I tired the second half, took a couple quick walk breaks up some hills and felt faster as I passed half-marathon walkers. Finally I made the last turn onto Mercer and up the dreaded finishing hill. 3:42:19 chip time and as I made my way through the finisher's area, my arms were overloaded with bagels, smoothies, chocolate milk, water and just as I placed my bagel over the top of a water bottle, I found my beloved waiting for me with Pedro Infante. This guy is so fast and so sweet! He promised to outrun me to the finish of Light at the End of the Tunnel Marathon in July since I was faster than last year.
I realized I wasn't feeling great and we made our way to the beer garden where I gladly let Jeff have mine. Sharon, Erik, Brian and Melissa (future Ragnar Relay partners) were all hanging out and soon we made our way back to the hotel where they allowed us a late checkout. Red Robin was our next stop before heading home and resting up for the next day's run, Bellevue Ghost Marathon.
Yep, already signed up for next year!
Chip time: 3:42:19
Clock time: 3:45:34
Saturday, July 6, 2013
The night before a marathon shouldn't involve waiting for your duck to have x-rays. It's not right. My life has never been "normal"(and who has a life like that anyway?). Tawney (or Tawny/Tawnie/Tawni depending on which family member you ask) has been limping for a couple of weeks but seemed to be getting better until June 1. We have 2 ducks, Stella and Tawny. We are Accidental Duck Owners, definitely a must-see Hallmark movie title.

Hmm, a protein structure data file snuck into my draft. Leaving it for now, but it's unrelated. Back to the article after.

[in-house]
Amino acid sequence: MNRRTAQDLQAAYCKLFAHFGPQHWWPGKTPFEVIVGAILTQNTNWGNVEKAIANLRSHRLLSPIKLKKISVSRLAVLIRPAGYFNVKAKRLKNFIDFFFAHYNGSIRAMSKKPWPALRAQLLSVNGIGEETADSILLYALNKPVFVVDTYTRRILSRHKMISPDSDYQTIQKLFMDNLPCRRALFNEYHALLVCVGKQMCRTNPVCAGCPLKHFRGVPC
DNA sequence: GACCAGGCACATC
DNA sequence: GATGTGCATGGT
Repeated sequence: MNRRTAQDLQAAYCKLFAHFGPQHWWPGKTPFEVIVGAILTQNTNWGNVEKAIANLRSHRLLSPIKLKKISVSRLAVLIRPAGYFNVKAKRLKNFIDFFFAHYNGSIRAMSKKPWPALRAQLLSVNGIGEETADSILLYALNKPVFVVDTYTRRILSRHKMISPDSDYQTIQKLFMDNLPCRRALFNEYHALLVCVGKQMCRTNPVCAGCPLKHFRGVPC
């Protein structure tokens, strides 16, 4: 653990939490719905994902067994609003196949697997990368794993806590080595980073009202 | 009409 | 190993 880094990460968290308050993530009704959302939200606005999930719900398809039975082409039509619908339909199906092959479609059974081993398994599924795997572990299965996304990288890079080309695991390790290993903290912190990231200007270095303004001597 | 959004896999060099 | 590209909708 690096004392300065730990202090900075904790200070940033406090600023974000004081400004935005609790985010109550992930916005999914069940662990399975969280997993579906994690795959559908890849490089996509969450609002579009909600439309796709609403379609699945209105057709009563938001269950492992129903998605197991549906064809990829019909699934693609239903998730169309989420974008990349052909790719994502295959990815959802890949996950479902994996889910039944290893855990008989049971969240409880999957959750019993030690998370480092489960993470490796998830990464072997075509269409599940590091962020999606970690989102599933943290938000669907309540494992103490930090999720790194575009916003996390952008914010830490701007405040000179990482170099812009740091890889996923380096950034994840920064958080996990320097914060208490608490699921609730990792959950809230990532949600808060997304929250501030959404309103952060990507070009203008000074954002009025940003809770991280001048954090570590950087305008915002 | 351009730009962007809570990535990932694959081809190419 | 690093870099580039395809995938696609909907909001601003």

|Tawny and Stella|
Hours later, we are told she has a broken femur, a little unusual for a duck, and we are sent home with instructions to keep her enclosed in her small house. We would have to wait until Tuesday to hear from a doctor to see if she could get any further help or if we would have to put her down because her quality of life would be so poor.
Race morning arrived and I put thoughts on Tawney on hold and tried to focus on the race before me. Last year, I won the female race after coming in second overall a few times. Here's that race report: NODM 2012 race report. I had a great first half but struggled with major muscle cramping later and scraped the win by seconds. Thoughts of winning today were far from my mind as my training and body weren't ready to race hard and I really was just looking for a little improvement over Tacoma City Marathon's 3:49 finish.
Jeff drove Lori, Sharon and myself to the starting line (Sharon was pacing the half marathon) after arriving an hour early. I met up with other Maniacs in the building as we waited but my heart was heavy and I had to leave to get my emotions under control. I didn't think anyone would understand why I was teary over a duck.